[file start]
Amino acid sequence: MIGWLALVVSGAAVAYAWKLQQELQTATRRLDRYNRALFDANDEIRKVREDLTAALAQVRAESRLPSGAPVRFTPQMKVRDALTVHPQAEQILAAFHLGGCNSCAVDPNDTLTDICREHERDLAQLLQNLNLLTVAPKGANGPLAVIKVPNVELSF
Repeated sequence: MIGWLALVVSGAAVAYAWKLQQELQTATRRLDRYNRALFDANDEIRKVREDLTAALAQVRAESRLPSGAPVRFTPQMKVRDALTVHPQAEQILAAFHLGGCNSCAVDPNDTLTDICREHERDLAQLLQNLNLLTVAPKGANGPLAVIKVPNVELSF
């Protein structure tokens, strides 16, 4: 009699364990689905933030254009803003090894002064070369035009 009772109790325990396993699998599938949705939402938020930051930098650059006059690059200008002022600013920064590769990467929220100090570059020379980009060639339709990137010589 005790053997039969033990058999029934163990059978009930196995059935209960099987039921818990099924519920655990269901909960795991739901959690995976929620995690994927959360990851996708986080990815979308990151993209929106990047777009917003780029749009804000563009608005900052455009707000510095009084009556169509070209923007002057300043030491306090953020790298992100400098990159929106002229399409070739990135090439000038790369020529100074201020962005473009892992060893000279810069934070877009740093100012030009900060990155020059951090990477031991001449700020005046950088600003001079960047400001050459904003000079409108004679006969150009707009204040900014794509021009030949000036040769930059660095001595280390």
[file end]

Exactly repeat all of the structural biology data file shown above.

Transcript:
Amino acid sequence: MIGWLALVVSGAAVAYAWKLQQELQTATRRLDRYNRALFDANDEIRKVREDLTAALAQVRAESRLPSGAPVRFTPQMKVRDALTVHPQAEQILAAFHLGGCNSCAVDPNDTLTDICREHERDLAQLLQNLNLLTVAPKGANGPLAVIKVPNVELSF
Repeated sequence: MIGWLALVVSGAAVAYAWKLQQELQTATRRLDRYNRALFDANDEIRKVREDLTAALAQVRAESRLPSGAPVRFTPQMKVRDALTVHPQAEQILAAFHLGGCNSCAVDPNDTLTDICREHERDLAQLLQNLNLLTVAPKGANGPLAVIKVPNVELSF
């Protein structure tokens, strides 16, 4: 009699364990689905933030254009803003090894002064070369035009 009772109790325990396993699998599938949705939402938020930051930098650059006059690059200008002022600013920064590769990467929220100090570059020379980009060639339709990137010589 005790053997039969033990058999029934163990059978009930196995059935209960099987039921818990099924519920655990269901909960795991739901959690995976929620995690994927959360990851996708986080990815979308990151993209929106990047777009917003780029749009804000563009608005900052455009707000510095009084009556169509070209923007002057300043030491306090953020790298992100400098990159929106002229399409070739990135090439000038790369020529100074201020962005473009892992060893000279810069934070877009740093100012030009900060990155020059951090990477031991001449700020005046950088600003001079960047400001050459904003000079409108004679006969150009707009204040900014794509021009030949000036040769930059660095001595280390």